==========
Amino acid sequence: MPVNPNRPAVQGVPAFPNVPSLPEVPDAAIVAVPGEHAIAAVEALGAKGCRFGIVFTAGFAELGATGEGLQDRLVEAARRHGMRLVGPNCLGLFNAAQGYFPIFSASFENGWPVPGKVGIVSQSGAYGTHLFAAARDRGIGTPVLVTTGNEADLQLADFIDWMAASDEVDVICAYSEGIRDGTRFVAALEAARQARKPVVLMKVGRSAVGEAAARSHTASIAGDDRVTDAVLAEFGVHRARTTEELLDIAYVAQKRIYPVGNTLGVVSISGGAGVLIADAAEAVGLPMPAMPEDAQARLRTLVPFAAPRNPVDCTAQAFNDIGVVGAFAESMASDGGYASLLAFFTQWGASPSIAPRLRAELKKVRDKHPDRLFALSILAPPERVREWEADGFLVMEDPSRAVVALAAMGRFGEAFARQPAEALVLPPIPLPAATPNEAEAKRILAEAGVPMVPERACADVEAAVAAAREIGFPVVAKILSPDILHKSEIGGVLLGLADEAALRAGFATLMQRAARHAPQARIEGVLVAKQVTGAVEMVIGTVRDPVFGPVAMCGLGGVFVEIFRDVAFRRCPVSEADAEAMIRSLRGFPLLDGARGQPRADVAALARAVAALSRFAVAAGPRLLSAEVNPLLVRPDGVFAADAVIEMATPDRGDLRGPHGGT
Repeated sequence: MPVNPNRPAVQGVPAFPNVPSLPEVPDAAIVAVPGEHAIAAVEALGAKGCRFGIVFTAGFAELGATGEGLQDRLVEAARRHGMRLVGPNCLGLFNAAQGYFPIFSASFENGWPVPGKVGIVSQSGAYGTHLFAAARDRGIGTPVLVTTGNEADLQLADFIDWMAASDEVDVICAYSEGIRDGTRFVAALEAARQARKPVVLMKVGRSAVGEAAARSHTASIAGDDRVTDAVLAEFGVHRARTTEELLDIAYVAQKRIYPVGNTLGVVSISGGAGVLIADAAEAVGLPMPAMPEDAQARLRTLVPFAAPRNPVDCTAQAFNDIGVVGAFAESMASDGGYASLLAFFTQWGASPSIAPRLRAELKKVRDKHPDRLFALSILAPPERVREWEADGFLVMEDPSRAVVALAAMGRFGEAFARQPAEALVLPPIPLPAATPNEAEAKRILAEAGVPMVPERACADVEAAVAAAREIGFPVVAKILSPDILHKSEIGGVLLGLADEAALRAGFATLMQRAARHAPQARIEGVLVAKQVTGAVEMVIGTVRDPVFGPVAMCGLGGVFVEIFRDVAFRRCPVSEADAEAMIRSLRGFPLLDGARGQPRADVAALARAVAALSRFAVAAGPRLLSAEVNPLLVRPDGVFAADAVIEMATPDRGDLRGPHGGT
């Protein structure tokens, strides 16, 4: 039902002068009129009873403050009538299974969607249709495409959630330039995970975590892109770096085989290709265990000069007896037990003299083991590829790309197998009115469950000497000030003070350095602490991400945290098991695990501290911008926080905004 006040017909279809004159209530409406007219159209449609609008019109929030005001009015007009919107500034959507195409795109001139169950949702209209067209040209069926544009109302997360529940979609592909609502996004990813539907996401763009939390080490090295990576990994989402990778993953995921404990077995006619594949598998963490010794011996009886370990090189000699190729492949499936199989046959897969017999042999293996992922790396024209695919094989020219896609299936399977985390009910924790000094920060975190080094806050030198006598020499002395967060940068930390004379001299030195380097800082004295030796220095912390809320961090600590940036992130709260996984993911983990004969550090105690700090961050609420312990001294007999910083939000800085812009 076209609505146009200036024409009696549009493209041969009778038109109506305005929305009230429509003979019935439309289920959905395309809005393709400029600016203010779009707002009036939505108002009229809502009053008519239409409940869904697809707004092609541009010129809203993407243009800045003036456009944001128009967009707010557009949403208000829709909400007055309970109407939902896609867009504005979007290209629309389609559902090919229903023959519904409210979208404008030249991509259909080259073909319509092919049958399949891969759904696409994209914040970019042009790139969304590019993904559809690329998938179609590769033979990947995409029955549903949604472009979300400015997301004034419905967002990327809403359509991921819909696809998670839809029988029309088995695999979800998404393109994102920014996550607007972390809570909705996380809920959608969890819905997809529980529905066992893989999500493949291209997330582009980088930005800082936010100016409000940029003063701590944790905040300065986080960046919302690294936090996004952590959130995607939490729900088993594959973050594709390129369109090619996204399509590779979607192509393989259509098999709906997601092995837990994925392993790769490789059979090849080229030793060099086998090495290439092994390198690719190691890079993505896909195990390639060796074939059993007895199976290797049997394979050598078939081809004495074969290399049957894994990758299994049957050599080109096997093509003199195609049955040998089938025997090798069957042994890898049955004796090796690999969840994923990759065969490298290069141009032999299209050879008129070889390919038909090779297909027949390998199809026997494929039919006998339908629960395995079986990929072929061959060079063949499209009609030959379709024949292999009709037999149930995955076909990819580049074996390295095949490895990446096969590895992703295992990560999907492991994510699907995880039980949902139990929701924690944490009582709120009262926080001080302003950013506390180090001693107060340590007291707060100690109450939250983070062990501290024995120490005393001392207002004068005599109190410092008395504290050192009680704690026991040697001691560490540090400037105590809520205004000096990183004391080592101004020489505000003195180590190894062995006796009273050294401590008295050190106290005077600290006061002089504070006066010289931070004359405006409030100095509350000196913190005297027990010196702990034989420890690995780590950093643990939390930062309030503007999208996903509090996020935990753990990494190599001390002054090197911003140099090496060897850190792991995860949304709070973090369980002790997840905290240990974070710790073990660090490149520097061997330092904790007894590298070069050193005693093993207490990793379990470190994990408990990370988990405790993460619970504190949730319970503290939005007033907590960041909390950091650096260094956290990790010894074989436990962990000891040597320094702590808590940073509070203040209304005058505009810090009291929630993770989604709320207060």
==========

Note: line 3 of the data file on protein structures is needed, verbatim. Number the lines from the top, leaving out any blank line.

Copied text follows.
């Protein structure tokens, strides 16, 4: 039902002068009129009873403050009538299974969607249709495409959630330039995970975590892109770096085989290709265990000069007896037990003299083991590829790309197998009115469950000497000030003070350095602490991400945290098991695990501290911008926080905004 006040017909279809004159209530409406007219159209449609609008019109929030005001009015007009919107500034959507195409795109001139169950949702209209067209040209069926544009109302997360529940979609592909609502996004990813539907996401763009939390080490090295990576990994989402990778993953995921404990077995006619594949598998963490010794011996009886370990090189000699190729492949499936199989046959897969017999042999293996992922790396024209695919094989020219896609299936399977985390009910924790000094920060975190080094806050030198006598020499002395967060940068930390004379001299030195380097800082004295030796220095912390809320961090600590940036992130709260996984993911983990004969550090105690700090961050609420312990001294007999910083939000800085812009 076209609505146009200036024409009696549009493209041969009778038109109506305005929305009230429509003979019935439309289920959905395309809005393709400029600016203010779009707002009036939505108002009229809502009053008519239409409940869904697809707004092609541009010129809203993407243009800045003036456009944001128009967009707010557009949403208000829709909400007055309970109407939902896609867009504005979007290209629309389609559902090919229903023959519904409210979208404008030249991509259909080259073909319509092919049958399949891969759904696409994209914040970019042009790139969304590019993904559809690329998938179609590769033979990947995409029955549903949604472009979300400015997301004034419905967002990327809403359509991921819909696809998670839809029988029309088995695999979800998404393109994102920014996550607007972390809570909705996380809920959608969890819905997809529980529905066992893989999500493949291209997330582009980088930005800082936010100016409000940029003063701590944790905040300065986080960046919302690294936090996004952590959130995607939490729900088993594959973050594709390129369109090619996204399509590779979607192509393989259509098999709906997601092995837990994925392993790769490789059979090849080229030793060099086998090495290439092994390198690719190691890079993505896909195990390639060796074939059993007895199976290797049997394979050598078939081809004495074969290399049957894994990758299994049957050599080109096997093509003199195609049955040998089938025997090798069957042994890898049955004796090796690999969840994923990759065969490298290069141009032999299209050879008129070889390919038909090779297909027949390998199809026997494929039919006998339908629960395995079986990929072929061959060079063949499209009609030959379709024949292999009709037999149930995955076909990819580049074996390295095949490895990446096969590895992703295992990560999907492991994510699907995880039980949902139990929701924690944490009582709120009262926080001080302003950013506390180090001693107060340590007291707060100690109450939250983070062990501290024995120490005393001392207002004068005599109190410092008395504290050192009680704690026991040697001691560490540090400037105590809520205004000096990183004391080592101004020489505000003195180590190894062995006796009273050294401590008295050190106290005077600290006061002089504070006066010289931070004359405006409030100095509350000196913190005297027990010196702990034989420890690995780590950093643990939390930062309030503007999208996903509090996020935990753990990494190599001390002054090197911003140099090496060897850190792991995860949304709070973090369980002790997840905290240990974070710790073990660090490149520097061997330092904790007894590298070069050193005693093993207490990793379990470190994990408990990370988990405790993460619970504190949730319970503290939005007033907590960041909390950091650096260094956290990790010894074989436990962990000891040597320094702590808590940073509070203040209304005058505009810090009291929630993770989604709320207060």